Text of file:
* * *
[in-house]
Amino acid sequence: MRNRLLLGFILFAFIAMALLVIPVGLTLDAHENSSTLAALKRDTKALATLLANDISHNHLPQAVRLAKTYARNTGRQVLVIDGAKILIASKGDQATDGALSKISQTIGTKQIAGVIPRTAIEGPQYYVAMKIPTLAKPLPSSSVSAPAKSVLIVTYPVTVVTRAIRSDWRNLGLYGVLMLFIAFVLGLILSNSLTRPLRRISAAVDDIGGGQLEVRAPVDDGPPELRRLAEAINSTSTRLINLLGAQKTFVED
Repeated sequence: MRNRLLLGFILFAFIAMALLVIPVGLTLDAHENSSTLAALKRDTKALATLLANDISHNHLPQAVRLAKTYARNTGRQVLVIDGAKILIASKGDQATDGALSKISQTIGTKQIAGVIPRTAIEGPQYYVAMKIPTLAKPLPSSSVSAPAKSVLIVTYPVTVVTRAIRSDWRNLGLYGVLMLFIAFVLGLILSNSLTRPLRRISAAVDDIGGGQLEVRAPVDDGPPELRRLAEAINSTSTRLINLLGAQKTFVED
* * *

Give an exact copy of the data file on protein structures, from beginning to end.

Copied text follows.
[in-house]
Amino acid sequence: MRNRLLLGFILFAFIAMALLVIPVGLTLDAHENSSTLAALKRDTKALATLLANDISHNHLPQAVRLAKTYARNTGRQVLVIDGAKILIASKGDQATDGALSKISQTIGTKQIAGVIPRTAIEGPQYYVAMKIPTLAKPLPSSSVSAPAKSVLIVTYPVTVVTRAIRSDWRNLGLYGVLMLFIAFVLGLILSNSLTRPLRRISAAVDDIGGGQLEVRAPVDDGPPELRRLAEAINSTSTRLINLLGAQKTFVED
Repeated sequence: MRNRLLLGFILFAFIAMALLVIPVGLTLDAHENSSTLAALKRDTKALATLLANDISHNHLPQAVRLAKTYARNTGRQVLVIDGAKILIASKGDQATDGALSKISQTIGTKQIAGVIPRTAIEGPQYYVAMKIPTLAKPLPSSSVSAPAKSVLIVTYPVTVVTRAIRSDWRNLGLYGVLMLFIAFVLGLILSNSLTRPLRRISAAVDDIGGGQLEVRAPVDDGPPELRRLAEAINSTSTRLINLLGAQKTFVED